By Matthew Kearns, DVM
As Halloween approaches, we usually worry about chocolate toxicity, but let’s not forget about grape and raisin toxicity. Grapes and their dehydrated form, raisins, have been implicated in kidney damage (sometimes severe irreversible damage). There is also still debate as to how many grapes or raisins are toxic to pets. Let’s take a closer look at grape and raisin toxicity to see if we can shed some light on what we do know about this nebulous topic.
Unfortunately, the exact toxic substance to dogs in grapes and raisins is still not completely known and neither the color of the grape, nor seeded versus seedless makes a difference. However, although this has not been completely verified, there has been somewhat of a breakthrough recently.
A compound in grapes called tartaric acid has been speculated as the toxic culprit. Previously, experts felt that high concentration of a type of sugar component called monosaccharides was to blame, whereas others blamed a compound called tannins. Additional theories do not implicate anything in the grape itself, but rather the growth of certain fungi on the grape and toxins produced called aflatoxins, or pesticides sprayed on grapes.
The toxic dose or quantity of grapes and raisins is also up for debate. There does seem to be a genetic component associated with which individual dogs are more sensitive grapes or raisins. An article published in 2009 reviewed the charts of almost 200 dogs over a 13-year period. The study found some dogs ate over two pounds of raisins without developing any signs of poisoning, whereas others developed irreversible kidney failure with as little as three grams of grapes or raisins.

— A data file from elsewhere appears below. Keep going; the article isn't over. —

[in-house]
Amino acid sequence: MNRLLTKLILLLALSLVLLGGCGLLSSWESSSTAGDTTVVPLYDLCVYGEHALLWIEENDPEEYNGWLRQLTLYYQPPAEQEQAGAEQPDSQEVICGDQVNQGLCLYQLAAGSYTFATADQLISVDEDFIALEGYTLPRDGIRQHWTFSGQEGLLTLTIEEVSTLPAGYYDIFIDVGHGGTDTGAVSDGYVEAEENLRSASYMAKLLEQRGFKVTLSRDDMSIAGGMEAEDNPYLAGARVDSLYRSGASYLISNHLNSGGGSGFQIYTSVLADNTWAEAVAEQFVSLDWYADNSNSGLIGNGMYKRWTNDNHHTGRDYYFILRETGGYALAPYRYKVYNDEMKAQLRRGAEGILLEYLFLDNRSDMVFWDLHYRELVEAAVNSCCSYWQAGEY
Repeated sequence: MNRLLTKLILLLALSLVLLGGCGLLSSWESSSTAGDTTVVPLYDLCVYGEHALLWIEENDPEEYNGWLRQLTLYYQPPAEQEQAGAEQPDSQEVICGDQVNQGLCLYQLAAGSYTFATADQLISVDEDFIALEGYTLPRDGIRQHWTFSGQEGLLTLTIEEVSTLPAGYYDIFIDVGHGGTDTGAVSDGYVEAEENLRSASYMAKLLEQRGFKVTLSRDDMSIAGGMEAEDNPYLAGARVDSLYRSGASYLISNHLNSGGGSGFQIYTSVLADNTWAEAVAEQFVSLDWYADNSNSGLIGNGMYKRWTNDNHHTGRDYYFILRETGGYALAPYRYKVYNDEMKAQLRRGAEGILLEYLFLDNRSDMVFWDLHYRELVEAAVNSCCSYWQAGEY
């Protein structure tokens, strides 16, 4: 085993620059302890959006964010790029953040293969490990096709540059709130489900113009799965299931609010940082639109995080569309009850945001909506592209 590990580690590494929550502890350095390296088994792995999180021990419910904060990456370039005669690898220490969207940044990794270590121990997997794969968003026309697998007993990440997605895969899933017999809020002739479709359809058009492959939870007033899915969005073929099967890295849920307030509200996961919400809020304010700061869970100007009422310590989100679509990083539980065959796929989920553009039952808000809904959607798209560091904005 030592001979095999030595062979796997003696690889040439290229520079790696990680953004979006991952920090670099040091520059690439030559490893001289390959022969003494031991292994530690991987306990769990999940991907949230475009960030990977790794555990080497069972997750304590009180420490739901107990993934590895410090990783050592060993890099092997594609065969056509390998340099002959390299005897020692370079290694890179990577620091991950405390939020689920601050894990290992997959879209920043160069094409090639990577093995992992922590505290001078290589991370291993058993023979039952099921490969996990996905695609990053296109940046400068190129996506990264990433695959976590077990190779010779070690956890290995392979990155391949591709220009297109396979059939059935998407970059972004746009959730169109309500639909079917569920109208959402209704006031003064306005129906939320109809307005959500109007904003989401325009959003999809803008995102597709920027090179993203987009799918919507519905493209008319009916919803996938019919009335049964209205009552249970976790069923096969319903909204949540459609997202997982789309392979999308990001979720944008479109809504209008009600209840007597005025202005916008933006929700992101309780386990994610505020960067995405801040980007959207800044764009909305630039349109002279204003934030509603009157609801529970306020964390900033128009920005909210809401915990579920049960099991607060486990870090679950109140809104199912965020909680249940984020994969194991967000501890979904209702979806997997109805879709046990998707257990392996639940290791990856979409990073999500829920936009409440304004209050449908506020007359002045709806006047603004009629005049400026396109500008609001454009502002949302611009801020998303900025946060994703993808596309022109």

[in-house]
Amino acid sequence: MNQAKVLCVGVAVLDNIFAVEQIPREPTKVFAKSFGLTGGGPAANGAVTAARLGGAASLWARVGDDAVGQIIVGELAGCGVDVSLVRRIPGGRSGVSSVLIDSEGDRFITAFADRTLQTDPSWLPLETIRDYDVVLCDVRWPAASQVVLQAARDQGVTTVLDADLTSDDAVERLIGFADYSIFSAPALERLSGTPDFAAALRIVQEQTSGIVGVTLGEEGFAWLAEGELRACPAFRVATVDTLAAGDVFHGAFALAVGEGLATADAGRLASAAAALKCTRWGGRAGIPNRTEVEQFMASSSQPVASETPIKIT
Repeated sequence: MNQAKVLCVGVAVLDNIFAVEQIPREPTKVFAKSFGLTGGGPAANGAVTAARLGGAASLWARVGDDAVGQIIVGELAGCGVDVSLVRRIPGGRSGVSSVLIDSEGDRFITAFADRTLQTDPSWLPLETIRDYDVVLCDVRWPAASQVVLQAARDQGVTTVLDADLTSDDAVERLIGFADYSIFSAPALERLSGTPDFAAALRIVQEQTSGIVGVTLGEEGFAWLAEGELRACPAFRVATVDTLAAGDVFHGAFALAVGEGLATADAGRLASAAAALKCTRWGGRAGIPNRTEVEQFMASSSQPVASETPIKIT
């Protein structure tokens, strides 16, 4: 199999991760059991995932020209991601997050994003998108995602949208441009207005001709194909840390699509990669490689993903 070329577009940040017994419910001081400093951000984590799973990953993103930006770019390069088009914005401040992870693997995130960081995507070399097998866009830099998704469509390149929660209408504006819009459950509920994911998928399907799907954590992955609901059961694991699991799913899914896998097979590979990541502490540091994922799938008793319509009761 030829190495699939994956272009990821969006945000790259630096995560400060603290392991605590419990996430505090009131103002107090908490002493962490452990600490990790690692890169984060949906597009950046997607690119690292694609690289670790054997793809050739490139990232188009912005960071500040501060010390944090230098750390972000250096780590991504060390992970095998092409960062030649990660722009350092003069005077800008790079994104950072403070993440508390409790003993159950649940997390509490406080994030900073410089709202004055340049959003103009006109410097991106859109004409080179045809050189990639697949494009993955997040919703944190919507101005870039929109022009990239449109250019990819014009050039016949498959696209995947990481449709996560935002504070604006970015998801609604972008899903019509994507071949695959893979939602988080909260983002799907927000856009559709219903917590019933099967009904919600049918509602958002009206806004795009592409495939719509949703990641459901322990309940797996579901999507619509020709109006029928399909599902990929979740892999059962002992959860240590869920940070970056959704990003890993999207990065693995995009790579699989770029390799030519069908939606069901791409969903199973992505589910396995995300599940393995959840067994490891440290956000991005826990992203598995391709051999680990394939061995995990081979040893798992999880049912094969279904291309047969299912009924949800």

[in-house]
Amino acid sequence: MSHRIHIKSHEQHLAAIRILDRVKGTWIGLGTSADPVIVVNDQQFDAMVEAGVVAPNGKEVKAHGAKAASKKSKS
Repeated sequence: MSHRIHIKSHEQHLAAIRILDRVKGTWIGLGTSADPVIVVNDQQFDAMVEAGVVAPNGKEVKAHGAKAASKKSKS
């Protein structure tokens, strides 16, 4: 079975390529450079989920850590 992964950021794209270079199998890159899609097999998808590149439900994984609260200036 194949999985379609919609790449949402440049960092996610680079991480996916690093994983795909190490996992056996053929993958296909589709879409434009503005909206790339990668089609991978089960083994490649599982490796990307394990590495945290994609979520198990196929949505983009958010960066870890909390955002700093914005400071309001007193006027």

Just to give you some perspective as to what three grams is: your average grape weighs 5 grams, and a raisin weighs about 0.5 grams. As little as one grape or six raisins could be toxic to your dog. However, some dogs will not get sick, or require large amounts of grapes/raisins before any damage is done. A good rule of thumb is 1 grape/raisin per 10 pounds should be a concern.
There is no antidote once the patient starts showing symptoms so this is truly an example of, “an ounce of prevention is worth a pound of cure”. Symptoms of toxicity include lethargy, loss of appetite, vomiting, and increase in thirst/urination. These patients were less likely to make a full recovery. Some were euthanized before discharge. The patients that did better in the same 2009 study were those in which the owners witnessed the ingestion and brought to a veterinary clinic immediately where veterinarians were able to induce emesis (force vomiting) and give activated charcoal ASAP.
In conclusion, although veterinarians are closer to determining the toxic component (tartaric acid), we are not sure why some dogs are more sensitive than others and what is a toxic dose. Therefore, keep grapes and raisins away from your dog when possible and, if you witness your dog eating grapes or raisins, bring him or her immediately to your veterinarian’s office or an emergency clinic for treatment.
Dr. Kearns practices veterinary medicine from his Port Jefferson office and is pictured with his son Matthew and his dog Jasmine.